M2s averaged around 750 to 800 with booster, with some examples managing 900, but these were worn examples, so accuracy and reliability may have been compromised that much above design ROF.

Aaron_GT
07-02-2008, 01:27 PM
Regarding weight of the gun itself, it is partly a function of gun horsepower and partly a result of the excessive amount of mechanical life built into the design

The Russians may well have assumed that building a long life into an aircraft gun when aircraft lasted a relatively short time may have been wasted effort. It depends on the expected lifetime before destruction of a plane. If the plane is expected to make it back then it's worth giving the weapons a longer design life as even if the plane becomes obselete then if the weapon is still current you can put it into a new plane (or give it to the infantry or whatever, which is what happened to a lot of old MG15s, 17s, etc in German service, and a lot of old Lewis and Vickers K observer guns from the RAF, going to the Home Guard and the LRDG respectively).

JtD
07-02-2008, 02:29 PM
Originally posted by Blutarski2004:

Same deal with the Berezin B20. There is ALWAYS a trade-off. The B20 gives up 400+ ft/sec in MV and gives a reduced duration of fire.

The difference in MV is lower, and 3 B-20 weight a lot less than 4 M2, so there is room for plenty of extra ammo. In fact, you'd gain a parity in weight if you were to supply about 300rpg for an about equal firing time, which is about what the US birds carried.

The trade off would be that you couldn't just put a 40 years old weapon into your combat machines but had to develop new ones.


But, hey, if you like to believe that the M2 was "pathetic", it's OK with me.

I specifically stated this for M2 guns that had to fire through props, where the RoF was about halved for that antique weapon. You know another HMG that cannot get past 400 rpm and still weights 30kg? I know one that managed more than twice that RoF, had an as good projectile and was lighter still. That's like lapping someone 100 times in the course of the Indy 500. Pathetic.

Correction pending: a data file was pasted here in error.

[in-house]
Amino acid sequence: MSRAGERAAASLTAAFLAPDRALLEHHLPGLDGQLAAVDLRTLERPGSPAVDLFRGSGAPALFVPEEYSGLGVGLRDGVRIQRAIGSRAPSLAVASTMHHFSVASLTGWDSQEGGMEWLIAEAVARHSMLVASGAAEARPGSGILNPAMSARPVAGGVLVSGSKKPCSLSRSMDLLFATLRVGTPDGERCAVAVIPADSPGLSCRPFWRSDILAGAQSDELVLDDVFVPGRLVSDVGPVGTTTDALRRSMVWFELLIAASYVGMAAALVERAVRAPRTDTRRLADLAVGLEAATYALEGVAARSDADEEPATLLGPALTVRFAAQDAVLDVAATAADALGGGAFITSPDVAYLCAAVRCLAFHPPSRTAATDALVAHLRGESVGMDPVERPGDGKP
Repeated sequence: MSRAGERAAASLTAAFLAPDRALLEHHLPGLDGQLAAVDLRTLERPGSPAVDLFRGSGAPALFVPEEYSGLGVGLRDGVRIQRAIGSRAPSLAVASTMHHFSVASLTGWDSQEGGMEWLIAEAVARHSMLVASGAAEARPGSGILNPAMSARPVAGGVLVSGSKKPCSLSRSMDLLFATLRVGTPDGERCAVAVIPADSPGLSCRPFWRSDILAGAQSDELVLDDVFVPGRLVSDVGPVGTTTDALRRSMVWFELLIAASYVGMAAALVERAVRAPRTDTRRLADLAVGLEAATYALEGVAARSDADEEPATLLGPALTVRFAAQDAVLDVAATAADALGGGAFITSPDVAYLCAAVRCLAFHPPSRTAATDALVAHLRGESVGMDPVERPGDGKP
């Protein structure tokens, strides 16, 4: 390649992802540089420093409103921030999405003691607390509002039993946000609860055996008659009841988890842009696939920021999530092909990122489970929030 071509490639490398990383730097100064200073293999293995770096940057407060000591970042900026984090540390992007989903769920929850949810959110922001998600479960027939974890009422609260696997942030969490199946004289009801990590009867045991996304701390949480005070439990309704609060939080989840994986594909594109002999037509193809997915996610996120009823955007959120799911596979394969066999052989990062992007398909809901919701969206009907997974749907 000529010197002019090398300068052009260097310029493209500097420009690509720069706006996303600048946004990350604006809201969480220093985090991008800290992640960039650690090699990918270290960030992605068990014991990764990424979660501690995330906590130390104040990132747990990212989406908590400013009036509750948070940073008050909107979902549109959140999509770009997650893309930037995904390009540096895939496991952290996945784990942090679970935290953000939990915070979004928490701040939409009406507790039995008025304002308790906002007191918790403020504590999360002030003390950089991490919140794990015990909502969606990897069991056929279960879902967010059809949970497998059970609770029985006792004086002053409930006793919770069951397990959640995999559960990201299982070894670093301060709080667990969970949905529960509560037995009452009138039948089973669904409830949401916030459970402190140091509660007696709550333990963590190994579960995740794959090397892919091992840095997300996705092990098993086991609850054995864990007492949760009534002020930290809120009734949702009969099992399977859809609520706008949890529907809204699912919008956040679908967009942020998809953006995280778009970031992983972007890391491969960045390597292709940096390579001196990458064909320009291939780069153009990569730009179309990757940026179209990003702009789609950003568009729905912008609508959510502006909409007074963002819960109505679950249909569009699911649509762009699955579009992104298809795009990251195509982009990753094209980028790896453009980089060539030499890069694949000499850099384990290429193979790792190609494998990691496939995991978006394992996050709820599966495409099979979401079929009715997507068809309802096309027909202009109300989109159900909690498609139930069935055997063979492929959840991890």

d9720267
07-02-2008, 02:31 PM
As soon as he said "totally ineffective" he lost all credibility.

Osprey_334th
07-02-2008, 03:05 PM
Originally posted by Bremspropeller:
Yep, the cal fifties' superior firepower was the reason why everyone except the god-obeying USAAF (I'm not talking of the USN here..) switched to 20mm http://forums.ubi.com/groupee_common/emoticons/icon_rolleyes.gif

And they tried to but insisted on modifying the Hispano when manufacturing on licence, which already worked but they managed to break. Thus it broke down and broke down and was ready just in time for the war to end. The US Hispano was one of the US cockups of production.

From Wiki: "....The gun was also licensed for use in the United States as the M1, with both the United States Army Air Corps (USAAC) and U.S. Navy planning to switch to the 20 mm as soon as sufficient production was ready. A massive building program was set up, along with production of ammunition, in 1941. When delivered the guns proved to be extremely unreliable and suffered a considerable number of misfires due to the round being "lightly struck" by the firing pin. The British were interested in using this weapon to ease production in England, but after receiving the M1 they were disappointed. In April 1942 a copy of the British Mk.II was sent to the U.S. for comparison, the British version used a slightly shorter chamber and did not have the same problems as the U.S. version of the cannon.

The U.S. declined to modify the chamber of their version, but nevertheless made other different modifications to create the no-more-reliable M2. By late 1942 the USAAC had 40 million rounds of ammunition stored, but the guns remained unsuitable. The U.S. Navy had been trying to go all-cannon throughout the war, but the conversion never occurred. As late as December 1945 the Army's Chief of Ordnance was still attempting to complete additional changes to the design to allow it to enter service.

Meanwhile, the British had given up on the U.S. versions and production levels had been ramped up to the point where this was no longer an issue anyway...."

Osprey_334th
07-02-2008, 03:21 PM
......And I failed to notice 4 pages where this has already been brought up lol

Blutarski2004
07-02-2008, 04:32 PM
Originally posted by JtD:
<BLOCKQUOTE class="ip-ubbcode-quote"><div class="ip-ubbcode-quote-title">quote:</div><div class="ip-ubbcode-quote-content">Originally posted by Blutarski2004:

Same deal with the Berezin B20. There is ALWAYS a trade-off. The B20 gives up 400+ ft/sec in MV and gives a reduced duration of fire.

The difference in MV is lower, and 3 B-20 weight a lot less than 4 M2, so there is room for plenty of extra ammo. In fact, you'd gain a parity in weight if you were to supply about 300rpg for an about equal firing time, which is about what the US birds carried.

The trade off would be that you couldn't just put a 40 years old weapon into your combat machines but had to develop new ones.


But, hey, if you like to believe that the M2 was "pathetic", it's OK with me.